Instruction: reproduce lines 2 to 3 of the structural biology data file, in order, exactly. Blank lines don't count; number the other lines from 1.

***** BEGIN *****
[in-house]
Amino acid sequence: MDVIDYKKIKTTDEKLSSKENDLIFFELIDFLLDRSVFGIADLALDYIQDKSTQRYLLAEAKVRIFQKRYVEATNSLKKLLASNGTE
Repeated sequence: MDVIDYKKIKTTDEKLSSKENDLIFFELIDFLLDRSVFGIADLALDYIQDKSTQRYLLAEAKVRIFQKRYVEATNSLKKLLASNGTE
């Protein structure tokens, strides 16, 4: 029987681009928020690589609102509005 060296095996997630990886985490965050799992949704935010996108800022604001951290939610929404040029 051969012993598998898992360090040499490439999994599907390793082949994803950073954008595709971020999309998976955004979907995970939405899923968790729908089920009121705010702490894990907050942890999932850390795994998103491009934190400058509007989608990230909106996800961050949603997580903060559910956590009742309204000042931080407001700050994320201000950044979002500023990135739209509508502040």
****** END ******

Amino acid sequence: MDVIDYKKIKTTDEKLSSKENDLIFFELIDFLLDRSVFGIADLALDYIQDKSTQRYLLAEAKVRIFQKRYVEATNSLKKLLASNGTE
Repeated sequence: MDVIDYKKIKTTDEKLSSKENDLIFFELIDFLLDRSVFGIADLALDYIQDKSTQRYLLAEAKVRIFQKRYVEATNSLKKLLASNGTE